Date of Award
Communication Sciences and Disorders
Purpose: This study measured between-group differences in perceived speech skills and personality characters of a 12-year-old male child who stutters (CWS) as a function of a written factual stuttering disclosure statement, delivered by a male CWS, his “mother”, and his “teacher”.
Methods: Four-hundred twenty-four college aged adults were randomly assigned to one of four groups. The groups included three experimental groups (i.e. written self-disclosure, written mother-disclosure, written teacher disclosure) and a control group (no written disclosure). Participants in the control condition viewed a brief video of a 12-year-old male who stutters. In the experimental conditions, participants viewed a brief written disclosure statement for 30 seconds, followed by the same video used in the control condition. Following the videos, participants completed surveys relative to their perceptions of the boy’s speech skills and personality characteristics.
Results: Results support previous research in that the use of stuttering disclosure statements yield significant differences in participant perceptions. However, the significant differences found in the current study, using written disclosure, were less substantive compared to previous research using either live or video disclosure statements. Based on these data, stuttering disclosures written by the mother were associated with significant perceptual differences of the CWS.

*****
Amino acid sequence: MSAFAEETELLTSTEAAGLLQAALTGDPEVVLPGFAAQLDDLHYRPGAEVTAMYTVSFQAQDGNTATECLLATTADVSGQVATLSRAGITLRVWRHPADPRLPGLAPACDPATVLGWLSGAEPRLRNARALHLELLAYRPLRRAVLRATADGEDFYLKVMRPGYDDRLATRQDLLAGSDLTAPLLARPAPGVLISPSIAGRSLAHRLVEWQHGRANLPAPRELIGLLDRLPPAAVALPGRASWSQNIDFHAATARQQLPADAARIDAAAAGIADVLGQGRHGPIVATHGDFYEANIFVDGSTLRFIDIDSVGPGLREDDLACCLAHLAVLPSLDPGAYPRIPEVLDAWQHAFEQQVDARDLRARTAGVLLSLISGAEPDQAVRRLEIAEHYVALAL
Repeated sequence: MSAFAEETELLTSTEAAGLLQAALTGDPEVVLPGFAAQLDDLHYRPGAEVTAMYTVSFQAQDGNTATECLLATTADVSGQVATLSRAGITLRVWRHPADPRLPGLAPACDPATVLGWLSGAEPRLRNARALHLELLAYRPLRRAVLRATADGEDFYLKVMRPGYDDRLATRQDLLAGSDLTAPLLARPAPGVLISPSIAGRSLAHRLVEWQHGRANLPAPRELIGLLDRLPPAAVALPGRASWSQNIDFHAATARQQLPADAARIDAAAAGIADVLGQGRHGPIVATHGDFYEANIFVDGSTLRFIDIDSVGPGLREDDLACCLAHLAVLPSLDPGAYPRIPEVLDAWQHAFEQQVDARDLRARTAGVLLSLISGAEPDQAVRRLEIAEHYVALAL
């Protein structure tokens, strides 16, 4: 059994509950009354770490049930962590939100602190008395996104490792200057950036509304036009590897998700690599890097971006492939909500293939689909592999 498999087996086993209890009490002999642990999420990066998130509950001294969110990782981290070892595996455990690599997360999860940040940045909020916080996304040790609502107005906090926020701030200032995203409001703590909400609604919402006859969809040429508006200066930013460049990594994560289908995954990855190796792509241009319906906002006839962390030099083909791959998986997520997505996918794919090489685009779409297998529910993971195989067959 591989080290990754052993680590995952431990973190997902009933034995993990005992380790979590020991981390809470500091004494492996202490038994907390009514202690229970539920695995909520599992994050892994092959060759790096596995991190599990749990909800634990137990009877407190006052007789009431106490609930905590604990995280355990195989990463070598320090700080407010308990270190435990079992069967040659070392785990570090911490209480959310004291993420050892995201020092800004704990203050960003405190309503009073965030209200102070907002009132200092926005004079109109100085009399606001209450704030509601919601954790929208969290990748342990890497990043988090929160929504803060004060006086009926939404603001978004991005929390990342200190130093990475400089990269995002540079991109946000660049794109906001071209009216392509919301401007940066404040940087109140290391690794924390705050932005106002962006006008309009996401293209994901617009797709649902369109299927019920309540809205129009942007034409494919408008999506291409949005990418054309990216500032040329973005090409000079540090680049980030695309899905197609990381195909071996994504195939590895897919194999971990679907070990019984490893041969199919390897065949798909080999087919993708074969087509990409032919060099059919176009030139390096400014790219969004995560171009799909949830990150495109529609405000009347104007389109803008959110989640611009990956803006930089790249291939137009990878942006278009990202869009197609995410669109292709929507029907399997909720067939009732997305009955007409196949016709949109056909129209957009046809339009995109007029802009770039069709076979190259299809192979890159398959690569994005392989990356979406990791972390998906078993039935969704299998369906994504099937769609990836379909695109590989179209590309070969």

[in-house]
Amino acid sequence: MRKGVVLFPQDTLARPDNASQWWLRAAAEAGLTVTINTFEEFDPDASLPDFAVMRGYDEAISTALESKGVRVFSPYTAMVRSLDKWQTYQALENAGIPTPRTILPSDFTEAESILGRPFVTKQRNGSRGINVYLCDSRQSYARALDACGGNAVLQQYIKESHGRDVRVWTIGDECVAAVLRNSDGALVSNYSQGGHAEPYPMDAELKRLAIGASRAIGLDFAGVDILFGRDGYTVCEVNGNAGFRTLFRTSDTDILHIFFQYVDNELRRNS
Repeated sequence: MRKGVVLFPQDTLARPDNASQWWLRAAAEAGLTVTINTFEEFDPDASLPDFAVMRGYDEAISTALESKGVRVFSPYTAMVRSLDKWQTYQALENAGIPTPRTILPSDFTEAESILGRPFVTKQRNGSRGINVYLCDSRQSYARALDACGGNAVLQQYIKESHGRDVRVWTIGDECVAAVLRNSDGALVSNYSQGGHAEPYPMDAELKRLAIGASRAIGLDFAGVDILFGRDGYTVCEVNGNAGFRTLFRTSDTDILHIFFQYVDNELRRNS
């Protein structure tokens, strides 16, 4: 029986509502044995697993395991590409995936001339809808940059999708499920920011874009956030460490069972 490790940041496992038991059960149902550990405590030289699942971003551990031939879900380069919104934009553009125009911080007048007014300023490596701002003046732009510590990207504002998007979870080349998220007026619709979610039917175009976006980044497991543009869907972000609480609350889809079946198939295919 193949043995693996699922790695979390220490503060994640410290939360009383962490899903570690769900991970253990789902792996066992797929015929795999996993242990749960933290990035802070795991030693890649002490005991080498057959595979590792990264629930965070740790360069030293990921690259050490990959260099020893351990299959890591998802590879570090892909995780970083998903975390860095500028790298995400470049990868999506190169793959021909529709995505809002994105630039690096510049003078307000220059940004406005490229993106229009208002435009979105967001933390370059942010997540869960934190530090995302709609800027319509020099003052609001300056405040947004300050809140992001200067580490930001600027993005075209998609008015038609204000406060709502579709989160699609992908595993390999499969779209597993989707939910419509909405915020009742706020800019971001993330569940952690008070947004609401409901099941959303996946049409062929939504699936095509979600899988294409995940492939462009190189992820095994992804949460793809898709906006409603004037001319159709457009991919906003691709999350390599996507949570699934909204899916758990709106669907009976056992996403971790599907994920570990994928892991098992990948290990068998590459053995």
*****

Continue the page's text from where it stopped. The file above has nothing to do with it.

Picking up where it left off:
Conclusions: While written disclosure statements were found to significantly impact select perceptions of a CWS, these data were less compelling than previous studies using live or video disclosure statements. Implications for future research and applications are discussed.
Manahan, Ashlee, "The Effects of Written Stuttering Disclosure on Young Adult's Perceptions of Children Who Stutter" (2020). Honors Theses. 1442.